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  6. umm just a quick question...how long is a YA novel, by word count. Because I've heard authors say if you write 250-500 words a day, you'll get a novel done in time. Just a quick question :D

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    1. From what I've read/heard its generally 45,000 - 80,000 words total. It sounds like a lot, but 500 words is about one and a half to two pages. :)

      I find it doesn't take to long to write 500 words when its creative writing. It gets easier to write more and more each day, so you could start out with 250 and work up if your concerned about the length of time it will take to write.

      PS: Sorry about the extra comment bellow!

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    2. Also, 60,000 words is approximately 240 book pages in average book size.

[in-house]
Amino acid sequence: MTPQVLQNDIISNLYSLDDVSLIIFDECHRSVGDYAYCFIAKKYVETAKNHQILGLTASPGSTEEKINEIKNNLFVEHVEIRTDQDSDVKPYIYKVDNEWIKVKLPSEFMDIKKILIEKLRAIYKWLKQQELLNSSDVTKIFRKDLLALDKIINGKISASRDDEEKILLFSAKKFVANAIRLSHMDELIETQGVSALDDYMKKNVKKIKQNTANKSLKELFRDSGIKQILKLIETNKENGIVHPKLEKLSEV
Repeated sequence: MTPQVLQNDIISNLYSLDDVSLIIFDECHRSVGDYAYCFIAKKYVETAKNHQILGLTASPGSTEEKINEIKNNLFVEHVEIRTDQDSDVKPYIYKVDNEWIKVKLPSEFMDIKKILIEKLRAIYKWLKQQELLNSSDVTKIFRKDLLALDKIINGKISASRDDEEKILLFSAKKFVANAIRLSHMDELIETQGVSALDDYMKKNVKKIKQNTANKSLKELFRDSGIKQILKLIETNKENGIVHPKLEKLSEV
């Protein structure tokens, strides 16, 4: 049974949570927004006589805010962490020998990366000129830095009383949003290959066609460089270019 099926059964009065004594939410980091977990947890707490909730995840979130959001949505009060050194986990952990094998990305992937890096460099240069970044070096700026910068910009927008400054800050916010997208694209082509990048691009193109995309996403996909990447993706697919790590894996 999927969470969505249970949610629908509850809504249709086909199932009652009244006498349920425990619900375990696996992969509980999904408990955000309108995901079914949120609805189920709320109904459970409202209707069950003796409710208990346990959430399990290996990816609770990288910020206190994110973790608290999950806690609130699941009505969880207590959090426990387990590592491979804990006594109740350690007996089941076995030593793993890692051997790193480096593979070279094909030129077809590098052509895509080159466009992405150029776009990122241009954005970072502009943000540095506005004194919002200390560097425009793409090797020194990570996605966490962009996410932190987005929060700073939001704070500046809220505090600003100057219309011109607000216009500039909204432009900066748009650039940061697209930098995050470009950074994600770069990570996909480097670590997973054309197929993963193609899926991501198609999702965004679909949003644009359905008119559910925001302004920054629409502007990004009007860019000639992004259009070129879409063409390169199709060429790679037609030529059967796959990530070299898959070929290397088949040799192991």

84,000 words = 382 pages
      Hope that helps as well.

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    3. Good answers Leila and Brian. I concur. :-)

      Although, my book Replication was 90,000 words, and it's only 296 pages, and if you hold it, it's tiny. But the pages are super thin, so the publisher made it look shorter than it way. Clever guys, anyway. *grin*

      But don't go by my word count. I talk too much and I write too much, so... yeah.

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  7. From what I've read/heard its generally 45,000 - 80,000 words total. It sounds like a lot, but 500 words is about one and a half to two pages. :)